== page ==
b. passing said feed stream through a first back-wash enabled membrane apparatus; c. adding at least a silica dispersing chemical to the filtered feed stream; d. imposing the feed stream onto a first reverse osmosis membrane to produce a ionic solute reduced permeate and a concentrated retentate stream; e. wherein dispersed silica is concentrated in the retentate stream; f. passing the retentate through a dispersed silica removing membrane; g. adding at least a silica dispersing chemical to the filtered feed stream; and h. imposing the filtered retentate from step e. onto a second reverse osmosis membrane to produce a second ionic solute reduced permeate and a further concentrated second retentate stream.

14. The method of Claim 13 wherein the membrane of step b is capable of removing dispersed silica.

15. The method of Claim 14 wherein the membrane filter of step b is a microporous membrane.

16. The method of Claim 14 wherein the membrane filter of step b is an ultrafiltration membrane.

17. The method of Claim 13 wherein in either or both of steps c. and f. at least one anti-scaling chemical is additionally added.

18. The method of Claim 13 wherein in step g the second retentate stream is fluidly joined with the feed stream and filtered through the membrane of step b.

19. A method for concentrating at least a component in a water feed stream with a reverse osmosis membrane, comprising the steps of: a. providing water containing the ionic solutes to a feed volume holding apparatus; b. providing a feed stream from the apparatus;

c. filtering the feed stream with a membrane; d. adding at least a silica dispersing chemical to the filtered feed stream; e. separating the filtered stream into an ionic solute reduced permeate and a concentrated ionic solute retentate stream with an reverse osmosis membrane, wherein dispersed silica is concentrated in the retentate stream; f. passing the retentate stream through a dispersed silica removal membrane; and g. providing the filtered retentate stream to the holding apparatus.

20. The method of Claim 19 wherein the membrane of step b comprises a dispersed silica removing membrane.

21. The method of Claim 20 wherein the membrane of step b comprises a microporous membrane.

22. The method of Claim 20 wherein the membrane of step b comprises an ultrafiltration membrane.

23. The method of Claim 21 wherein the membrane of step b additionally comprises a backwash system.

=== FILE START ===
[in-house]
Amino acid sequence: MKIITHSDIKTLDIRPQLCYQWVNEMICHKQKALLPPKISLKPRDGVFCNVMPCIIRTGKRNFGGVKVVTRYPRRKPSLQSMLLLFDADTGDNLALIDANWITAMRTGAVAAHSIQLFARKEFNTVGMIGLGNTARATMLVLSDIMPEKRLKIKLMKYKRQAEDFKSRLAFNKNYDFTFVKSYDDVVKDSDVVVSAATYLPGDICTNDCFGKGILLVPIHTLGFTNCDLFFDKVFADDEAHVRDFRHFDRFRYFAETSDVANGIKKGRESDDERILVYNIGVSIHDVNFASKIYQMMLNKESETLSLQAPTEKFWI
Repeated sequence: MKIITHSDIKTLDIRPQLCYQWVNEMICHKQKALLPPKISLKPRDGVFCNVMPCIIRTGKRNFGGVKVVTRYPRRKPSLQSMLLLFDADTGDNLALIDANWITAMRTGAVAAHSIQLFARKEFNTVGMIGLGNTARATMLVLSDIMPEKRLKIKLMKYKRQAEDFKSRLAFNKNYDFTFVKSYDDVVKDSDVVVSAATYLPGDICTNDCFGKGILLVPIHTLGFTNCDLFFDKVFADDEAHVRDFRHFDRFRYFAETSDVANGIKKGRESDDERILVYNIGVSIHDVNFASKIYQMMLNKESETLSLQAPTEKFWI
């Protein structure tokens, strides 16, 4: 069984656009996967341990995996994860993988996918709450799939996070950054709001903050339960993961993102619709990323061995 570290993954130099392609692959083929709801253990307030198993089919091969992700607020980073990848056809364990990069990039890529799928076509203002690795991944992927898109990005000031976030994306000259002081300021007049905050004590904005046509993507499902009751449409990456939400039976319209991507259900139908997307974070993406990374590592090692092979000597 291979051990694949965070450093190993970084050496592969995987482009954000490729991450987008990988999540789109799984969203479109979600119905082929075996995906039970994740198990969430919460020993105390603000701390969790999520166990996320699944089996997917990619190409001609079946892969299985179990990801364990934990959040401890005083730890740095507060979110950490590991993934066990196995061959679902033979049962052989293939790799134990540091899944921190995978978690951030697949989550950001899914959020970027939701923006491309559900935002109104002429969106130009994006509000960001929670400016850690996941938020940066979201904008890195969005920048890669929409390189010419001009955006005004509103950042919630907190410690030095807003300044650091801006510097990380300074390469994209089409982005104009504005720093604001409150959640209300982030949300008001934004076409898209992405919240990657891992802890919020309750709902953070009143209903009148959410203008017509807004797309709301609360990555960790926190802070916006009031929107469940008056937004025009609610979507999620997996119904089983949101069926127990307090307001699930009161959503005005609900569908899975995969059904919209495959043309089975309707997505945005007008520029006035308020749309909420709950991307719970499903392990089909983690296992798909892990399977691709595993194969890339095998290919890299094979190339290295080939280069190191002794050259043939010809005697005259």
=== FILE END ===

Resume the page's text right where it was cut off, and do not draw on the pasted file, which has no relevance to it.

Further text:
24. The method of Claim 22 wherein the membrane of step b additionally comprises a backwash system.

25. The method of Claim 19 wherein step c comprises additionally adding at least one anti-scaling chemical.

Description:

DESALINATION OF WATER CONTAINING HIGH SILICA CONTENT

Cross Reference to Related Application and Priority Claim

This application claims the benefit under 35 U. S. C. § 119(e) of copending U.S. Provisional Application Serial No. 61/027,520, entitled DESALINATION OF HIGH SILICA WATER WITH INTEGRATED MEMBRANE PROCESS filed on February 11 , 2008, which is hereby incorporated by reference in its entirety.

Field of the Invention

The invention relates to water desalination, and more particularly, to a water desalination process comprising an integrated membrane and chemical treatment process which provides for improved pure water productivity.

Background of the Invention

Silica solubility limits water use in applications such as cooling, boiler, and reverse osmosis (RO), and geothermal applications. Silica concentrations above about 150 to 180 mg/L at ambient temperatures will cause accelerated fouling due to limited silica solubility. At these concentrations, and especially above about 180 mg/L, reactive silica polymerizes to form colloidal silica which will foul membranes and may even plug the feed spacer in membrane modules.

Silica in water is in the reactive or unreactive form. The reactive form refers to monomeric SiO 4 . The polymerized form results when the silica concentration exceeds the saturation limit at the use conditions. Unreactive silica consists of polymerized silica as well as colloidal and granular silica.

Reverse osmosis filtration is used to desalinate water using a semipermeable membrane at elevated pressure. Reverse osmosis is operated at pressures above the osmotic pressure of the feed, which is determined by the type and concentration of salts in the feed stream. The driving force for permeation through the membrane is related directly to the difference between the feed stream pressure and the osmotic pressure. The larger the difference (Feed minus osmotic) the higher the permeation rate. Recovery (discussed below) limits the permeation rate. Purified water, the permeate, passes from the higher pressure side and dissolved entities, such as

ions, are retained on the high pressure side of the membrane, denoted variously as the concentrate, retentate or reject.